Ancestor veneration in China

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An ancestral worship ceremony led by Taoist priests at the pyramidal-shaped Great Temple of Zhang Hui (张挥公大殿 Zhāng Huī gōng dàdiàn), the main ancestral shrine dedicated to the progenitor of the Zhang lineage, located at Zhangs' ancestral home in Qinghe, Hebei.
A stone tortoise with the "Stele of Divine Merits and Saintly Virtues" (Shengong Shende), erected by the Yongle Emperor in 1413 in honor of his father, the Hongwu Emperor in the Ming Xiaoling Mausoleum ("Ming Mausoleum of Filial Piety").

Ancestor veneration (Chinese: 敬祖; pinyin: jìngzǔ) in Chinese culture and ethnic religion is the practice of living family members and Chinese kins to pay honour and respect (Chinese: 拜拜; pinyin: bàibài) to their progenitors and ancestors. Emphasised in Confucian philosophy, paying respect to one's ancestors is an aspect of filial piety (Chinese: ; pinyin: xiào) and is deeply rooted in Chinese culture; it is believed that the relationship and obligations of children toward their parents remains intact even after death.

Each Chinese kin maintains its own network of ancestral temples, where the godly progenitors and other ancestors of the lineage are worshipped. At these temples, ceremonies can be performed either by elders of the lineage, Taoist clergy, or, more rarely, Buddhist monks. Thus, rituals for ancestral worship are found in the practices of both Taoism and Chinese Buddhism.[1][2][3]

Practices[edit]

In Chinese folk religion, a person is thought to have multiple souls, categorized as hun and po, commonly associated with yang and yin, respectively. Upon death, hun and po separate. Generally, the former ascends into heaven and latter descends into the earth and/or resides within a spirit tablet; however, beliefs concerning the number and nature of souls vary.[4] In accordance with these traditional beliefs, various practices have arisen to address the perceived needs of the deceased.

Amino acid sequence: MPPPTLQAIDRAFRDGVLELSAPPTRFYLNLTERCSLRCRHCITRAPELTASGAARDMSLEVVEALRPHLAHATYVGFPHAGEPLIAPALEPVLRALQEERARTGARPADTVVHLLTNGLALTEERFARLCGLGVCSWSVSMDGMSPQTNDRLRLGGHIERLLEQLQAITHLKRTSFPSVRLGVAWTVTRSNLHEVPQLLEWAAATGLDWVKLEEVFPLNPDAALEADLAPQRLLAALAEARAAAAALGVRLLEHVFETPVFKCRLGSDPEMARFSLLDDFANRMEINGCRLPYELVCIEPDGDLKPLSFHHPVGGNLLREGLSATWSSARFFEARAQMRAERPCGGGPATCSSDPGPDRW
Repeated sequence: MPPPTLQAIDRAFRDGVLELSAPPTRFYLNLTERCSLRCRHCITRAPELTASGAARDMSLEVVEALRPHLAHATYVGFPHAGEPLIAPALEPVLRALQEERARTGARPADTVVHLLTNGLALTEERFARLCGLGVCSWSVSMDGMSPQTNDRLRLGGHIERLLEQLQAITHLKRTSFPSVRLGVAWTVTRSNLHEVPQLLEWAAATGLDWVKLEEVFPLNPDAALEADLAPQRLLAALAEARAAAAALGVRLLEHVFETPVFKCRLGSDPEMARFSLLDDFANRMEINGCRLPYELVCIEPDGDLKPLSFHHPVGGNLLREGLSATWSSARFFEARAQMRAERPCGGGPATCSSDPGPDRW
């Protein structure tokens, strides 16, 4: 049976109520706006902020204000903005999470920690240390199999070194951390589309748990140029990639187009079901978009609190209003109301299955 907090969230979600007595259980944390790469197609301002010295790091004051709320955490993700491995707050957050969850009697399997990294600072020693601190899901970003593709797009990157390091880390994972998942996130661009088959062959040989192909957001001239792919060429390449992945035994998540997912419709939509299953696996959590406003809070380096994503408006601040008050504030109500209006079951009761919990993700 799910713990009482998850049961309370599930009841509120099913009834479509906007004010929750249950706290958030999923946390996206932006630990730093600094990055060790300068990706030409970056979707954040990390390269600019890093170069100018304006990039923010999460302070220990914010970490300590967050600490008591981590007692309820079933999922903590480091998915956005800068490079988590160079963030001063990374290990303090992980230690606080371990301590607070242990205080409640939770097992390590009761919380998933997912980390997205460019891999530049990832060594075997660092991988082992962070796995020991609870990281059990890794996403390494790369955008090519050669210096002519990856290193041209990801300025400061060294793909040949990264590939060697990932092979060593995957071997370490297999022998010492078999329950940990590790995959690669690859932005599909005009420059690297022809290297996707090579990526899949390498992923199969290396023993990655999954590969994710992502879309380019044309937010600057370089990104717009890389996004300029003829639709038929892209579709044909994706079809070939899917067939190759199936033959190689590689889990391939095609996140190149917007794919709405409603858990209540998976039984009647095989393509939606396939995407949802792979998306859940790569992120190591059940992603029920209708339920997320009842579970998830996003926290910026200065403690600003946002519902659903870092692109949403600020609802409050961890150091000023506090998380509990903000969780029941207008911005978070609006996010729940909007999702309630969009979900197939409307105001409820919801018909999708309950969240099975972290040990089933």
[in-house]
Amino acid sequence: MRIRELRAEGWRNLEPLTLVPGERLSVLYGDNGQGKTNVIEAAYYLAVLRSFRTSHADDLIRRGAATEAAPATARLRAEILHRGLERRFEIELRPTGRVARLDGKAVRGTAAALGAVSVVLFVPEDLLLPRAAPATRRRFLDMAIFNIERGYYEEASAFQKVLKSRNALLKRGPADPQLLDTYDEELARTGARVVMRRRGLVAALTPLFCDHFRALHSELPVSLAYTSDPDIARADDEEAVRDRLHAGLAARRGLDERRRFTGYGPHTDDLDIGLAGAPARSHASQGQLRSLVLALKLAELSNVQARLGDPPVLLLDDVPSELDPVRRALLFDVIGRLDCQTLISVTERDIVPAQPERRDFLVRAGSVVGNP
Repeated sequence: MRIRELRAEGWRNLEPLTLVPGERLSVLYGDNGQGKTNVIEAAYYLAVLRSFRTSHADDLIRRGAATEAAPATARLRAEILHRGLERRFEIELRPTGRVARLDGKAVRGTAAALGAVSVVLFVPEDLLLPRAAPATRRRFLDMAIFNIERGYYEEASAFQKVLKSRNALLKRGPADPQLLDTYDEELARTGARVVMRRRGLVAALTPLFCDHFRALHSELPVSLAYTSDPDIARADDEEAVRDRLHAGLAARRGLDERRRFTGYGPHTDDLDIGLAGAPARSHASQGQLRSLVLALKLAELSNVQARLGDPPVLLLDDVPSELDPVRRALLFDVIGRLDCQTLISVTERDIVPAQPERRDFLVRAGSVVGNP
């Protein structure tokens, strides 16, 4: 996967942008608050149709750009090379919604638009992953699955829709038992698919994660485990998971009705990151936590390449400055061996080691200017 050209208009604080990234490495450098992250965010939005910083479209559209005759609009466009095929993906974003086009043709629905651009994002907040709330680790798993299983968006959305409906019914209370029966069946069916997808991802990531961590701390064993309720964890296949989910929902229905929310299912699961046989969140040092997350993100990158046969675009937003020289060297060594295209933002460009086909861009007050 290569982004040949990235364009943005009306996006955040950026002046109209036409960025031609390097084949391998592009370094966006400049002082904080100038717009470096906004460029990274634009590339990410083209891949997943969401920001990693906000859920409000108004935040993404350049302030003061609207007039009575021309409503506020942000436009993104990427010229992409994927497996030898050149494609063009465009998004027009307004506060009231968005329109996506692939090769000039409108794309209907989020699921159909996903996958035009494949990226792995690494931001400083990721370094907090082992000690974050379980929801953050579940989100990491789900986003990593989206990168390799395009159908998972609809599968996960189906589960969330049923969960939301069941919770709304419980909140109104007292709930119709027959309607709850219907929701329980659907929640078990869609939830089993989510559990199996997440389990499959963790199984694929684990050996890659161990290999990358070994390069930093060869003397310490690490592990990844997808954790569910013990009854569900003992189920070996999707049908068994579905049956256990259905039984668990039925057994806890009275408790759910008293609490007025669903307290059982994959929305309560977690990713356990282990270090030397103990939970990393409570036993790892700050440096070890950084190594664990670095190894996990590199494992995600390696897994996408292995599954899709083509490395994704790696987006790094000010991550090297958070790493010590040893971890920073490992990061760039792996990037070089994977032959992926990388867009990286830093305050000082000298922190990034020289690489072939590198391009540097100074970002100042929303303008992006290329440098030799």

Mourning[edit]

The mourning of a loved one usually involves chodes elaborate rituals, which vary according to region and sect. The intensity of the mourning is thought to reflect the quality of relationship one had with the deceased. From the time of Confucius until the 20th century, a three-year mourning period was often prescribed, mirroring the first three years in a child's life when they are utterly dependent upon and loved unconditionally by their parents. These mourning practices would often include wearing sackcloth or simple garb, leaving hair unkempt, eating a restricted diet of congee two times a day, living in a mourning shack placed beside the house, and moaning in pain at certain intervals of the day. It is said[according to whom?] that after the death of Confucius his followers engaged in this three-year mourning period to symbolize their commitment to his teachings.

Funeral rites[edit]

Funerals are considered to be a part of the normal process of family life, serving as a cornerstone in inter-generational traditions. The primary goals, regardless of religious beliefs, are to demonstrate obeisance and provide comfort for the deceased. Other goals include: to protect the descents of the deceased from malevolent spirits and to ensure the proper separation and direction of the deceased's soul into the afterlife.